When will most New Yorkers get COVID-19 vaccine
After the initial focus on health care and front-line essential workers, the priority shifts to New Yorkers above age 65 and people with underlying health conditions that make them more susceptible to COVID complications and death, such as cancer and lung disease.
Federal officials this week detailed plans to vaccinate the most high-risk populations across the country in early 2021.
“End of February, we will have potentially immunized a 100 million people, which is really more or less the size of the significant at-risk population; the elderly, the healthcare workers, the first line workers, people with comorbidity,” said Dr. Moncef Slaoui, chief scientific adviser to Operation Warp Speed, the federal vaccination program.
If successful, it could begin to turn the tide of pandemic battle considering about 90% of New York’s deaths had at least one underlying condition, and 85% of fatalities were age 60 and above, although the virus has caused serious illnesses in all ages.
Lastly, New York’s plan calls for vaccinating other essential workers not regularly interacting with the public, followed by healthy adults and children.
The vaccination of children, however, is expected to be delayed until later in 2021 because clinical trials just recently started including the age group, which is less likely to have severe COVID cases.
In October, for instance, Pfizer became the first one to lower the age of participation in its trial to 16.
How will New Yorkers receive COVID vaccination
Many details about vaccination sites remain unclear in New York amid political clashes between Cuomo, a Democrat, and the Republican Trump administration over governmental funding for the effort.
For example, state officials are tasked with enrolling doctor’s offices and clinics in the federal COVID vaccination distribution program, but the state Department of Health would not answer USA TODAY Network questions about the effort.
In other words, New Yorkers remain in the dark about key vaccination site details with initial deliveries just days away.
The state’s draft vaccination plan in October indicated hospitals, pharmacies and other medical offices will be providing vaccinations, as well as mass vaccination sites similar to COVID testing locations. Schools, businesses, colleges and other sites could also be included in the effort.
Further, the state Department of Health declined to say where the vaccine may be housed, citing safety concerns.
“To ensure the security of vaccine supplies and participating locations, as well as the safety of facility staff, at this point, we are not releasing any information that could identify the specific sites that will be used to pre-position the COVID-19 vaccines," the agency said in a statement.
Cuomo said the state is developing plans for identifying vaccination sites in the community for the general public, which could begin in late January or February.
How will government fund COVID vaccination effort
Meanwhile, Cuomo has asserted inadequate federal funding could hinder New York’s vaccination effort, suggesting state government needs $1 billion for outreach, education and other costs.
But General Gustave Perna, chief operating officer of Operation Warp Speed, said on Wednesday that the vaccination-related cost burden for states will vary based on specifics of the distribution plan.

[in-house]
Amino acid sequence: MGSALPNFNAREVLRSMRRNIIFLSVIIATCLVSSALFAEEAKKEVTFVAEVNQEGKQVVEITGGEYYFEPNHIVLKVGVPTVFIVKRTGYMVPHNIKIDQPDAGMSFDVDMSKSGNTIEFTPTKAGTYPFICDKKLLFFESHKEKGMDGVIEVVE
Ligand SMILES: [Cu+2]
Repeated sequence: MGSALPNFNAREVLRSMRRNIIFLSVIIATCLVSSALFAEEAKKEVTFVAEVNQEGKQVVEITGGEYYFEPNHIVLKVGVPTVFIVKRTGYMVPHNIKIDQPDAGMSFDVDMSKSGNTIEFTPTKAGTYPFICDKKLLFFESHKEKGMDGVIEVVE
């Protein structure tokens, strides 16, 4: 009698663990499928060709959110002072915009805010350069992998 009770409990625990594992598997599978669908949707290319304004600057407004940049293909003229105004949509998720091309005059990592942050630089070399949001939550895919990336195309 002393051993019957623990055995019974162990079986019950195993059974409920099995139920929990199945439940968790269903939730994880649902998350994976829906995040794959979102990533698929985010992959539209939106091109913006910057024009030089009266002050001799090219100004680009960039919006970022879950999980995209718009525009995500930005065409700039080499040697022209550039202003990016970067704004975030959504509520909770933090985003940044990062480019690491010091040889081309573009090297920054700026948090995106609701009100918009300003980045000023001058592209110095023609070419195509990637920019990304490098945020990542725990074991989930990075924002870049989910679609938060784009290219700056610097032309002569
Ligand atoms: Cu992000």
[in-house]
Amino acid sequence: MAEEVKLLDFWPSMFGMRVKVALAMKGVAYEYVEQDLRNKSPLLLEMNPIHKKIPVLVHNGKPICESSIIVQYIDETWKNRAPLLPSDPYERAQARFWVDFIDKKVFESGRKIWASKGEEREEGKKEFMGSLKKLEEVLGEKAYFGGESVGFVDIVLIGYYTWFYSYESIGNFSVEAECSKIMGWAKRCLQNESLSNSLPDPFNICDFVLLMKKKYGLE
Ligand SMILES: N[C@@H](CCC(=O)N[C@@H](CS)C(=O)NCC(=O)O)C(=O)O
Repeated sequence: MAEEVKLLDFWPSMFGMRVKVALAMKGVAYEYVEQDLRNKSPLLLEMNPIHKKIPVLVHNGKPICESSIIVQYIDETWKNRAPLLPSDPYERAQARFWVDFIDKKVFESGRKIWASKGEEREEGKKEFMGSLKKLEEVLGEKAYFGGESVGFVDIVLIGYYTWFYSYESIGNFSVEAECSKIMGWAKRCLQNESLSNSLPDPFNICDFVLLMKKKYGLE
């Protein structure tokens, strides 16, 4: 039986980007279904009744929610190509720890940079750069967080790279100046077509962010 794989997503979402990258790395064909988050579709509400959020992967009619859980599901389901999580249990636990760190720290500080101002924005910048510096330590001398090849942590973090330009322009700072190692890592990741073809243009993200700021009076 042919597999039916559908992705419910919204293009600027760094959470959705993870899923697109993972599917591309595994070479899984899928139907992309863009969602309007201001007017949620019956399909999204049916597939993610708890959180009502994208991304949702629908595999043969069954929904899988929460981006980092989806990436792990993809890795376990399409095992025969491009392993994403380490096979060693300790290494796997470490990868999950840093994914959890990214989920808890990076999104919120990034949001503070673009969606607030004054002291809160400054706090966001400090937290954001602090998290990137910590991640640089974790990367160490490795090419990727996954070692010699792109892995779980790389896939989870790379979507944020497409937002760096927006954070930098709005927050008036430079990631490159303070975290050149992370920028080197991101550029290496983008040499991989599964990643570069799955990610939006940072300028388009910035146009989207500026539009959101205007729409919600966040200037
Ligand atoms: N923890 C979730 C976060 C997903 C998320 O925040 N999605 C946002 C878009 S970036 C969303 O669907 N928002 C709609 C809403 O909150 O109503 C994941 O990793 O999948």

For example, federal government can deliver doses directly to providers enrolled in the vaccine program or locations designated by the state under a hub-and-spoke model, Perna said, noting different approaches carry varying costs to the federal and state governments.
Federal government has provided states with $200 million for vaccination efforts this fall, with another $140 million being distributed this month, Perna said.
It is difficult to address the vaccination-related costs for New York, however, without further details about its plan.
Centers for Disease Control and Prevention Director Robert Redfield has stated Congress needed to allocate $5.5 to $6 billion to the states for the vaccine distribution, according to New York state’s draft vaccination plan. New York had received about $7.8 million by late October.
Will COVID vaccine reach communities of color
In addition to the funding debate, Cuomo has issued letters urging federal officials to eliminate a requirement that states sign a data sharing agreement before commencing the vaccination program.
The agreement "requires identification of each person who is vaccinated - the federal government suggests that states use Social Security numbers, driver's license identification numbers, or passport numbers to fulfill this requirement," Cuomo wrote in a letter to Azar on Tuesday.
Cuomo has expressed concern the information could be used by other non-health related federal agencies such as the U.S. Department of Homeland Security or Immigration and Customs Enforcement to pursue deportations.
"If undocumented Americans are dissuaded from participating in the vaccination program, it would jeopardize both their health and the efficacy of the entire vaccination program," the letter stated.
White House officials, however, disputed Cuomo’s claims, asserting federal officials are not seeking social security numbers, driver license numbers or passport numbers. Rather, the plan seeks minimal personal information to ensure people receive the appropriate second vaccine dose, officials said.
In the letter, Cuomo also urged Azar to provide states with additional funding for vaccination efforts in communities of color.
"This has to be an inclusive process," Cuomo said this week, addressing concerns about inequitable vaccine distribution.
"The Black, Brown and poor community has paid the highest price for COVID. Why? Because it exposed an inherent discrimination in our health care system," Cuomo said, adding he will not enhance and aggravate the discrimination by hindering access to the vaccine.